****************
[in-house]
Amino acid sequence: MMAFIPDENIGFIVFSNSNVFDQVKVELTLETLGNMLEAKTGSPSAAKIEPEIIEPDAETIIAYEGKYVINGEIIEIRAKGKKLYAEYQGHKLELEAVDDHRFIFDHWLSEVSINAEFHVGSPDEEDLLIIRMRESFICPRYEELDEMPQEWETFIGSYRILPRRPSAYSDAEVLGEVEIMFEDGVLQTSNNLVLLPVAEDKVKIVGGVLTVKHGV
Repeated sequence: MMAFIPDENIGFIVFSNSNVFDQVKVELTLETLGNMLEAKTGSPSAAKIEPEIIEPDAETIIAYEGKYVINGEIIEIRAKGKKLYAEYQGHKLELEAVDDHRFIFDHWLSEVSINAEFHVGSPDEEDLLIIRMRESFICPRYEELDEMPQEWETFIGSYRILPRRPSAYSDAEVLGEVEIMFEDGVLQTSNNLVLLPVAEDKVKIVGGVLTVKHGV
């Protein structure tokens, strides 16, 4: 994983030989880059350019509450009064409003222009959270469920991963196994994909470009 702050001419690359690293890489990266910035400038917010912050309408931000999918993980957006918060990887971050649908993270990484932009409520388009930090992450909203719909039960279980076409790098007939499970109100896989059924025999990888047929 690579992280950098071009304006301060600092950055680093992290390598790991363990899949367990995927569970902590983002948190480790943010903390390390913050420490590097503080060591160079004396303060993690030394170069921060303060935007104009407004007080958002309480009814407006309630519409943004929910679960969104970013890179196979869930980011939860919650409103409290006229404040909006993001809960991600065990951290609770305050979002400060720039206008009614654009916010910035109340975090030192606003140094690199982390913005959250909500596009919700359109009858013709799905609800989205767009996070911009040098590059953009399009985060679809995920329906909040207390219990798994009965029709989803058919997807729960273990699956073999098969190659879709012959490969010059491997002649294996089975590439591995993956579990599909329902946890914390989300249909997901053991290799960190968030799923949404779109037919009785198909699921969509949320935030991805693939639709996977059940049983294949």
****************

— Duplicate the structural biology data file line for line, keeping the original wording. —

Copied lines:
[in-house]
Amino acid sequence: MMAFIPDENIGFIVFSNSNVFDQVKVELTLETLGNMLEAKTGSPSAAKIEPEIIEPDAETIIAYEGKYVINGEIIEIRAKGKKLYAEYQGHKLELEAVDDHRFIFDHWLSEVSINAEFHVGSPDEEDLLIIRMRESFICPRYEELDEMPQEWETFIGSYRILPRRPSAYSDAEVLGEVEIMFEDGVLQTSNNLVLLPVAEDKVKIVGGVLTVKHGV
Repeated sequence: MMAFIPDENIGFIVFSNSNVFDQVKVELTLETLGNMLEAKTGSPSAAKIEPEIIEPDAETIIAYEGKYVINGEIIEIRAKGKKLYAEYQGHKLELEAVDDHRFIFDHWLSEVSINAEFHVGSPDEEDLLIIRMRESFICPRYEELDEMPQEWETFIGSYRILPRRPSAYSDAEVLGEVEIMFEDGVLQTSNNLVLLPVAEDKVKIVGGVLTVKHGV
């Protein structure tokens, strides 16, 4: 994983030989880059350019509450009064409003222009959270469920991963196994994909470009 702050001419690359690293890489990266910035400038917010912050309408931000999918993980957006918060990887971050649908993270990484932009409520388009930090992450909203719909039960279980076409790098007939499970109100896989059924025999990888047929 690579992280950098071009304006301060600092950055680093992290390598790991363990899949367990995927569970902590983002948190480790943010903390390390913050420490590097503080060591160079004396303060993690030394170069921060303060935007104009407004007080958002309480009814407006309630519409943004929910679960969104970013890179196979869930980011939860919650409103409290006229404040909006993001809960991600065990951290609770305050979002400060720039206008009614654009916010910035109340975090030192606003140094690199982390913005959250909500596009919700359109009858013709799905609800989205767009996070911009040098590059953009399009985060679809995920329906909040207390219990798994009965029709989803058919997807729960273990699956073999098969190659879709012959490969010059491997002649294996089975590439591995993956579990599909329902946890914390989300249909997901053991290799960190968030799923949404779109037919009785198909699921969509949320935030991805693939639709996977059940049983294949």